When TV news got a voice: Fox, et al

FoxNews is 10 years old this week. This year, Al Jazeera turns 10. So did The Daily Show. All that the three have in common, besides birthdays, is that they brought new voices to TV news: no longer the allegedly objective, cold, institutional tone that journalism took on when it became a monopoly, once-size-fits-all business in this country, thanks to the impact of broadcast on the media marketplace. These fraternal triplets each brought perspective to news, a distinct and clearly apparent worldview, and a passion about serving a public that each believed was underserved.

What enabled this to happen? Simple: Choice. Bandwidth. The ability to broadcast off the broadcast tower and its strait-jacket frequencies. Cable made it possible, and satellite. That’s the frequency, Kenneth (which, by the way, was said to Dan Rather a decade before, when the remote control started revolutionizing American media). And now, a decade after the cable age we are in the thick of the internet age, which allows us to not only hear new voices but also to speak with our own.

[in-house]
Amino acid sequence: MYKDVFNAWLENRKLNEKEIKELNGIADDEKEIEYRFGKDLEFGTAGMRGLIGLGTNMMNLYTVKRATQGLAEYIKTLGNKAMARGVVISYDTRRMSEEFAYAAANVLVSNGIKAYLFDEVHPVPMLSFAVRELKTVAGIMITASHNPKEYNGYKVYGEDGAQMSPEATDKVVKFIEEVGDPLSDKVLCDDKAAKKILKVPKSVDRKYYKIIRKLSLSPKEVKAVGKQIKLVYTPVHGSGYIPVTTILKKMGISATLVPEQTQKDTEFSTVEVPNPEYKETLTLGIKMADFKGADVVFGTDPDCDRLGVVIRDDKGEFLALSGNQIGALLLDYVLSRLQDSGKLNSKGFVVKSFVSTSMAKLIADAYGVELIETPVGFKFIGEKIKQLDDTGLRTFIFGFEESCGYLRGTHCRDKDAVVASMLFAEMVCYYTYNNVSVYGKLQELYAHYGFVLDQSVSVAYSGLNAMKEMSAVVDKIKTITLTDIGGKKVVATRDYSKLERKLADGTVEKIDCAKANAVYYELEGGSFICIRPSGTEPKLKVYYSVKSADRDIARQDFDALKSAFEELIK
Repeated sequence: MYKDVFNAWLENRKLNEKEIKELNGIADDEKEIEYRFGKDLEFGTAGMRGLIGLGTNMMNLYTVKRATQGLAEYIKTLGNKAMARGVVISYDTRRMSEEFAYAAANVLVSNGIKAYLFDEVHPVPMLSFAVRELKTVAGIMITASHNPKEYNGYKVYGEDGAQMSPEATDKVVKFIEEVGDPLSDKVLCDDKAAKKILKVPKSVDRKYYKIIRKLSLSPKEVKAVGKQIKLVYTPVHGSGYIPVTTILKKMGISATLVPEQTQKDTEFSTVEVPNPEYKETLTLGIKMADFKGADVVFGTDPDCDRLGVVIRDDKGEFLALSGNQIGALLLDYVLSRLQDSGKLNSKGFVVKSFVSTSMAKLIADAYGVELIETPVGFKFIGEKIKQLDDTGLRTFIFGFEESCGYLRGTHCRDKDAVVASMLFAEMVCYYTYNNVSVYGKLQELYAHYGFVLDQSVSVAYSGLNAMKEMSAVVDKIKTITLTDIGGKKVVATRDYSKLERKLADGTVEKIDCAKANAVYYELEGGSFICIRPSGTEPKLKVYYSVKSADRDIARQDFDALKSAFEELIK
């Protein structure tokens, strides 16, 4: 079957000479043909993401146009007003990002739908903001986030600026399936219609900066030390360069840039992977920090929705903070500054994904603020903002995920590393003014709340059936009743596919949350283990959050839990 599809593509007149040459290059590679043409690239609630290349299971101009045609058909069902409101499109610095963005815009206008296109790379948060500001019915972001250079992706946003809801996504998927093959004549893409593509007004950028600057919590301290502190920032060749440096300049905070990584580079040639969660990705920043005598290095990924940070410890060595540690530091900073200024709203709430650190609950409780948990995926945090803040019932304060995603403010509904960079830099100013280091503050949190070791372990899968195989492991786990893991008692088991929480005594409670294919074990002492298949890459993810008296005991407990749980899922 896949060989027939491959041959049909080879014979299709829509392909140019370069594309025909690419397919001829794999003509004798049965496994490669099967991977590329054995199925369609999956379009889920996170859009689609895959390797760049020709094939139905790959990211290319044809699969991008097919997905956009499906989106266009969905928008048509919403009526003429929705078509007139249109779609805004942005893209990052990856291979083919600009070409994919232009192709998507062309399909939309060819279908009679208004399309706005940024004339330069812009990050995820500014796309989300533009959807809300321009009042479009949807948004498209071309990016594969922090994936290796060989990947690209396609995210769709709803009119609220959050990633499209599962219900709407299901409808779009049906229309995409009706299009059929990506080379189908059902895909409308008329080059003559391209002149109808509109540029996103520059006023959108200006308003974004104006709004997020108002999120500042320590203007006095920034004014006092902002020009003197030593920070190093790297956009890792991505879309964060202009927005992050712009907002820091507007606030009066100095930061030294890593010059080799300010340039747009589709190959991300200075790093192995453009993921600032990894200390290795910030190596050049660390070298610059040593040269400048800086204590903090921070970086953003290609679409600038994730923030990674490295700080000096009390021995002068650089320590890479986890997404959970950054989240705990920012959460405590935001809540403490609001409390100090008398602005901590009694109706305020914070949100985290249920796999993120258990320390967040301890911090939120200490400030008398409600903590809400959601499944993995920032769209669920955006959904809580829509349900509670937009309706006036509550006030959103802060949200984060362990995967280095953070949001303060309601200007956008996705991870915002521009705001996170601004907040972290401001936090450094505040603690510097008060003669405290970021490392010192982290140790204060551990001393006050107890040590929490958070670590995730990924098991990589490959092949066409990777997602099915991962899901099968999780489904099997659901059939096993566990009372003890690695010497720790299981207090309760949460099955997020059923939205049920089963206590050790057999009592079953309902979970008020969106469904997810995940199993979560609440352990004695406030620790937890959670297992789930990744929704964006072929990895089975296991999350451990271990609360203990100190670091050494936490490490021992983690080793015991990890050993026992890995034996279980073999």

I had a ding moment about FoxNews in 2003 when CNN’s Jeff Greenfield interviewed me about bloggers. He came trailing a show producer, a field producer, a cameraman, and a soundman, plus unseen editors behind the scenes. I’d done such segments over the years and never thought anything of it — this is how the pros do it, this is how TV is made — until I came to contrast this with FoxNews, which didn’t have armies of field producers and produced pieces.